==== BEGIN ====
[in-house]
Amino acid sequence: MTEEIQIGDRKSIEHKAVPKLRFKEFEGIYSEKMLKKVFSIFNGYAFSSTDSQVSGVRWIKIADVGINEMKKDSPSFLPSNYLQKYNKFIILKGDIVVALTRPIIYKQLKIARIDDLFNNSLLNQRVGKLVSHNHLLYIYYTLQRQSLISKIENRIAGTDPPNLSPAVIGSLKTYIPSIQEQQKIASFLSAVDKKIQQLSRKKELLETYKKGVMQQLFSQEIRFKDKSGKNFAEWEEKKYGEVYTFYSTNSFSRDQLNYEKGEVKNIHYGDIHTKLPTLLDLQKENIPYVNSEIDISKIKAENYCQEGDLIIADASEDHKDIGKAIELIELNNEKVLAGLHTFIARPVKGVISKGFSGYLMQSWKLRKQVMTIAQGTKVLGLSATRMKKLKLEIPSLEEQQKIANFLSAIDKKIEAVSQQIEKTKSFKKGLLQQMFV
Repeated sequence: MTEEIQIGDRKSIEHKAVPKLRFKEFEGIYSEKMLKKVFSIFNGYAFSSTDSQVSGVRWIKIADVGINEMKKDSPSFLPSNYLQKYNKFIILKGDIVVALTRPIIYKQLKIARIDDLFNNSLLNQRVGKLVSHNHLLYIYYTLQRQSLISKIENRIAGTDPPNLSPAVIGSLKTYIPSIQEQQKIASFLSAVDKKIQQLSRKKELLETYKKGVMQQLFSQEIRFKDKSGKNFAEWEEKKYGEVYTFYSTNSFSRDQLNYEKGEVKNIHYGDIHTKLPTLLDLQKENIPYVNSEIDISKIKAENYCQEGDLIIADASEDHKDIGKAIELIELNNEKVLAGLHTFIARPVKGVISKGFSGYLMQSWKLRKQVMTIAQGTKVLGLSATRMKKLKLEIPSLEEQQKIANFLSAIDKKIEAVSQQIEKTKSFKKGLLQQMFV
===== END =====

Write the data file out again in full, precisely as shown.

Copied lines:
[in-house]
Amino acid sequence: MTEEIQIGDRKSIEHKAVPKLRFKEFEGIYSEKMLKKVFSIFNGYAFSSTDSQVSGVRWIKIADVGINEMKKDSPSFLPSNYLQKYNKFIILKGDIVVALTRPIIYKQLKIARIDDLFNNSLLNQRVGKLVSHNHLLYIYYTLQRQSLISKIENRIAGTDPPNLSPAVIGSLKTYIPSIQEQQKIASFLSAVDKKIQQLSRKKELLETYKKGVMQQLFSQEIRFKDKSGKNFAEWEEKKYGEVYTFYSTNSFSRDQLNYEKGEVKNIHYGDIHTKLPTLLDLQKENIPYVNSEIDISKIKAENYCQEGDLIIADASEDHKDIGKAIELIELNNEKVLAGLHTFIARPVKGVISKGFSGYLMQSWKLRKQVMTIAQGTKVLGLSATRMKKLKLEIPSLEEQQKIANFLSAIDKKIEAVSQQIEKTKSFKKGLLQQMFV
Repeated sequence: MTEEIQIGDRKSIEHKAVPKLRFKEFEGIYSEKMLKKVFSIFNGYAFSSTDSQVSGVRWIKIADVGINEMKKDSPSFLPSNYLQKYNKFIILKGDIVVALTRPIIYKQLKIARIDDLFNNSLLNQRVGKLVSHNHLLYIYYTLQRQSLISKIENRIAGTDPPNLSPAVIGSLKTYIPSIQEQQKIASFLSAVDKKIQQLSRKKELLETYKKGVMQQLFSQEIRFKDKSGKNFAEWEEKKYGEVYTFYSTNSFSRDQLNYEKGEVKNIHYGDIHTKLPTLLDLQKENIPYVNSEIDISKIKAENYCQEGDLIIADASEDHKDIGKAIELIELNNEKVLAGLHTFIARPVKGVISKGFSGYLMQSWKLRKQVMTIAQGTKVLGLSATRMKKLKLEIPSLEEQQKIANFLSAIDKKIEAVSQQIEKTKSFKKGLLQQMFV